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US Toymaker Now Considers The Risk Of Gluts, Beyond Port Delays

US Toymaker Now Considers The Risk Of Gluts, Beyond Port Delays
Ryan Gunnigle, the United States based toymaker, is worried about gluts, even while the rest of the industry is worried about the supply-chain issues - from jammed ports to empty store shelves.
"Customers are just flinging crazy orders right now, so it's hard to determine the real level of demand," said the chief executive of Kids2, the Atlanta-based toy company. It is best known as the maker of Baby Einstein and other baby-oriented brands.
The Covid-19 pandemic has turned the holiday sales on their head even though this is that time of the year when there is a surge in business.
He is of the opinion that companies will end up purchasing too many things, when firms rush to fulfill orders, particularly in the build-up to the holiday season, resulting quickly in heaps of unsold electronic baby books and high chairs being left in the inventory once the crisis is over.
Demand is expected to peak in the coming months, according to some experts, which is expected to ease inflationary pressures.
Spending on items such as furniture and computers, demand for which rose during the Covid-19 pandemic, has already peaked, and there will be a drop in demand for many consumer goods next year, predicted Nancy Lazar, the chief of economic research at Cornerstone Macro, in a presentation recently.
She said that there will be a drop in demand with the clearing of supply chain bottlenecks, and "both will place downward pressure on pricing."
The same scenario is faced by all global producers as well.
Since they are concerned about running out of items before they can be supplied, there is a natural tendency among retailers and other companies that depend on faraway manufacturers, such as Kids2, which manufactures in China, to increase orders.
The difficulty is exacerbated by the fact that the rush generates an even greater surge of orders from far-away factories, a phenomenon called the bullwhip effect. The scenario is made much more critical because of the epidemic and China's energy crisis.
According to Gunnigle, there is evidence that there is an improvement in the supply situation, such as a little decrease in the cost of arranging shipping containers and fewer "blank sailings," which occur when one of their cargo boxes is not able to get loaded on a ship leaving China.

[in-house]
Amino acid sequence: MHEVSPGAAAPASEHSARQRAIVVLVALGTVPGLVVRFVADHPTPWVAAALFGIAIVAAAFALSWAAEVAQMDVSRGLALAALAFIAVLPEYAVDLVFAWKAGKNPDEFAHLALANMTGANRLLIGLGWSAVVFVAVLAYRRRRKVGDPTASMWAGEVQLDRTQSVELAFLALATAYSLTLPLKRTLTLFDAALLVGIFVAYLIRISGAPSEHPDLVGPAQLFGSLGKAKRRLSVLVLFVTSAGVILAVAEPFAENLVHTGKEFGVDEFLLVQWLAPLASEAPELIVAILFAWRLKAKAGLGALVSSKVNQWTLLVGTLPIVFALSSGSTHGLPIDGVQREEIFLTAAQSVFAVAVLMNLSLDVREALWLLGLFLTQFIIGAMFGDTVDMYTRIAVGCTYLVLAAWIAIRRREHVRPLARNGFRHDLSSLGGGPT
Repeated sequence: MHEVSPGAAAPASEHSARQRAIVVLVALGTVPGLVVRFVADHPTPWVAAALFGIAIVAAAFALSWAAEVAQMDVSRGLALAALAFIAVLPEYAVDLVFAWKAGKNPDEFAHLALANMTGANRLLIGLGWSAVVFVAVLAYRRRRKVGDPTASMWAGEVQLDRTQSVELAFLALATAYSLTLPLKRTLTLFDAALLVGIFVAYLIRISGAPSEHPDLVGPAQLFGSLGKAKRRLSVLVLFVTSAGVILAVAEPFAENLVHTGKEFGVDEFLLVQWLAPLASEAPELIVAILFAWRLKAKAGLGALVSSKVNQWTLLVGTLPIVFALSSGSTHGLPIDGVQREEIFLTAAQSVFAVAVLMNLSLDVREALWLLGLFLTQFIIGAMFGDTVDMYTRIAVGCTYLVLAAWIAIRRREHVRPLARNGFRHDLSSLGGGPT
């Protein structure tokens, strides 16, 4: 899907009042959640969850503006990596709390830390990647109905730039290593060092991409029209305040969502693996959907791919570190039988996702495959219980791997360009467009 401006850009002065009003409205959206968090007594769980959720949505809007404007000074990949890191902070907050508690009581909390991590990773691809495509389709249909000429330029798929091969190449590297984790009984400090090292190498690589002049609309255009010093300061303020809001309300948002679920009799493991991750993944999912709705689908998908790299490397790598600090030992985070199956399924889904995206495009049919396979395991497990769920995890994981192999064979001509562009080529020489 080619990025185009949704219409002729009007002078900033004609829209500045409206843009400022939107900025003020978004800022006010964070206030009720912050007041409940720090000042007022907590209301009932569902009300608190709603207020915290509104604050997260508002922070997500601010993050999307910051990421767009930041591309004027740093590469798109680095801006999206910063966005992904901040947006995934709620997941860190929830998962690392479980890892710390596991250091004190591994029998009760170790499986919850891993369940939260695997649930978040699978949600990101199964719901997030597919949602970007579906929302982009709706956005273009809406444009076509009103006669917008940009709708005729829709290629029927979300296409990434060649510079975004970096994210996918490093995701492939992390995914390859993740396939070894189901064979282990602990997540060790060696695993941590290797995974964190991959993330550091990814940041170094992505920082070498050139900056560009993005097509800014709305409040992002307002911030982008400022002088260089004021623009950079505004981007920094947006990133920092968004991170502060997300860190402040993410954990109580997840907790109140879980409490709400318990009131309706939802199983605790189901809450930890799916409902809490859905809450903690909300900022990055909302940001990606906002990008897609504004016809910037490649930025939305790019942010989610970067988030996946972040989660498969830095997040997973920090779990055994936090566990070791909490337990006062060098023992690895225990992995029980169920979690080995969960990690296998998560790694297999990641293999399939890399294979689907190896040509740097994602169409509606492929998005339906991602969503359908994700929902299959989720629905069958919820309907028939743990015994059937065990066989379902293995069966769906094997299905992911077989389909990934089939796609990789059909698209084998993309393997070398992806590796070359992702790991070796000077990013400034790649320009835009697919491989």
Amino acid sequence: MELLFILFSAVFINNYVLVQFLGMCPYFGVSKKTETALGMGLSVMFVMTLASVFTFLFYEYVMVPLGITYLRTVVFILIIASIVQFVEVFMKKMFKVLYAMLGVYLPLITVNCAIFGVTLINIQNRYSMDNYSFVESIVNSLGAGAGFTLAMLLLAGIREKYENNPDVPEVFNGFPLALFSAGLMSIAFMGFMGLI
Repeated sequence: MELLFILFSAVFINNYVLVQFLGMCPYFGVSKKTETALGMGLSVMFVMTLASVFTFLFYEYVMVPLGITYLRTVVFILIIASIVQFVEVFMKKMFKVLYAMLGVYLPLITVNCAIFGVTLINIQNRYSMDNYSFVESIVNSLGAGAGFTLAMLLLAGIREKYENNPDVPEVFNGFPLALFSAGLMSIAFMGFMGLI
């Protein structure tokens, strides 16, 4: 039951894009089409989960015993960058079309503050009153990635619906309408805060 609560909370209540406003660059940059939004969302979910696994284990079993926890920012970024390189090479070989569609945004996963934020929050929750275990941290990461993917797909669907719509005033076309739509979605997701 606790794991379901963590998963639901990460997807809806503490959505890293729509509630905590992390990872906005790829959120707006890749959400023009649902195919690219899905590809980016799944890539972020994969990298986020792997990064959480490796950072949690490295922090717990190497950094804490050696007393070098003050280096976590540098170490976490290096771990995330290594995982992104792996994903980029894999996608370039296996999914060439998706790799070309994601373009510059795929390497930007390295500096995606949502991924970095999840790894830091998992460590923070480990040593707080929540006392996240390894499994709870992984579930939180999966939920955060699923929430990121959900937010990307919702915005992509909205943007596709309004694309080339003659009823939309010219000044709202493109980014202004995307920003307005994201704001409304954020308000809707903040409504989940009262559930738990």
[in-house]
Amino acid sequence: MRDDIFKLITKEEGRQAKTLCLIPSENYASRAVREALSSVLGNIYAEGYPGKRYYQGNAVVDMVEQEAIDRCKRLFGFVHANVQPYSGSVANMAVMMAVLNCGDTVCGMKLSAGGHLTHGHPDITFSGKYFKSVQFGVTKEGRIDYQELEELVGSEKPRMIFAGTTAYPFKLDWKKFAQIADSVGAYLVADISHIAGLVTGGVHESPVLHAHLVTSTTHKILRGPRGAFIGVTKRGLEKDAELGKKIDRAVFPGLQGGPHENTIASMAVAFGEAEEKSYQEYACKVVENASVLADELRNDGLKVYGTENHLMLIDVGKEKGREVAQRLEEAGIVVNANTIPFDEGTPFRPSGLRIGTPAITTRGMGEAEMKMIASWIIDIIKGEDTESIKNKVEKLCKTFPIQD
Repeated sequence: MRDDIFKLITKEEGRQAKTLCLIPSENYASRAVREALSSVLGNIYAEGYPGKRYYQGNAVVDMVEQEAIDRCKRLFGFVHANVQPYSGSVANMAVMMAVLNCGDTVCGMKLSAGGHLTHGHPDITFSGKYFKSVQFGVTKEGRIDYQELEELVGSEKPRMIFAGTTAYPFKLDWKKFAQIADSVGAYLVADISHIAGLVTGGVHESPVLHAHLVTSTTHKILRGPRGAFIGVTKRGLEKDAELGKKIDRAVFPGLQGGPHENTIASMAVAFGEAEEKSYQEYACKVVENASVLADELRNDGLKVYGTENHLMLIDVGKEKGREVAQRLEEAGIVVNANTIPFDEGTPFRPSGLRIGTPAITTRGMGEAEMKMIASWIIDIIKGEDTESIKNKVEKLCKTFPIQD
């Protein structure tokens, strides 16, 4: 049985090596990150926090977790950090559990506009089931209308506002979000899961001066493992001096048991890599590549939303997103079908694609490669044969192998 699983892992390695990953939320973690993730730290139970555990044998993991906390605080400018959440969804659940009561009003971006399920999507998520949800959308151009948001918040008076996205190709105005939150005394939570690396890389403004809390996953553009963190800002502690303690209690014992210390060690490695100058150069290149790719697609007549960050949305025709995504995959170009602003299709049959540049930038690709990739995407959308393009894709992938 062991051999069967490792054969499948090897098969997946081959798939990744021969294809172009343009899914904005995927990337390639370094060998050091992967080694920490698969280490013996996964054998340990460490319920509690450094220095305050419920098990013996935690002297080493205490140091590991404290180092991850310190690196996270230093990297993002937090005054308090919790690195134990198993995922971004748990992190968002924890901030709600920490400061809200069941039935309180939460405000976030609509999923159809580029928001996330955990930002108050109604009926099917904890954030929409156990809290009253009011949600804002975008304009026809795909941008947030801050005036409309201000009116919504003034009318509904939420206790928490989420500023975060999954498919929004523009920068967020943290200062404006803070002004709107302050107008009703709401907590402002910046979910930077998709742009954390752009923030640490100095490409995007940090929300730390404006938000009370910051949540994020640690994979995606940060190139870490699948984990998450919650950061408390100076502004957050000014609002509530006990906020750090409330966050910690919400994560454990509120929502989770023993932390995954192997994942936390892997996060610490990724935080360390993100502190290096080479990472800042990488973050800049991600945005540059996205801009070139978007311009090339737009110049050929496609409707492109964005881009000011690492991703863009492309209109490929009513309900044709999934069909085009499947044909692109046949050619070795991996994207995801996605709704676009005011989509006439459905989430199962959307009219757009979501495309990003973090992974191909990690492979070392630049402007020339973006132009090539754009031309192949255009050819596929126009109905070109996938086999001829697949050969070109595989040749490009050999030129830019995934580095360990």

"We're starting to see things flow a little bit easier," he said.
However, the curve balls continue to arrive, making it tough to prepare in the face of so much unpredictability.
The case in point is the factories in China being roiled by the power outages in various parts of the country. For example, Gunnigle just discovered that the Chinese manufacturer that makes Baby2's infant teethers have paused manufacturing till such time that the energy issue is resolved. That manufacturer utilizes a type of plastic whose price has risen, making it uneconomical to produce, he added, due to rising energy expenses.
"We've really padded our lead times," he said. "Not just in manufacturing - but in our estimates of the time it takes to get to the port, get things on boats, time to unload the boats."
China was facing a bottleneck earlier this year. He was able to immediately shift production to the items that were experiencing the most bottlenecks because he had his own plant in China and a close relationship with his joint-venture partner. In order to optimize the delivery of the most in-demand commodities, the firm prioritized which things it put into its containers.
The issue has now moved on to the United States, with a particular focus on Southern California, where more than 100 ships were awaiting entrance to the ports of Los Angeles and Long Beach earlier this month.

Christopher J. Mitchell

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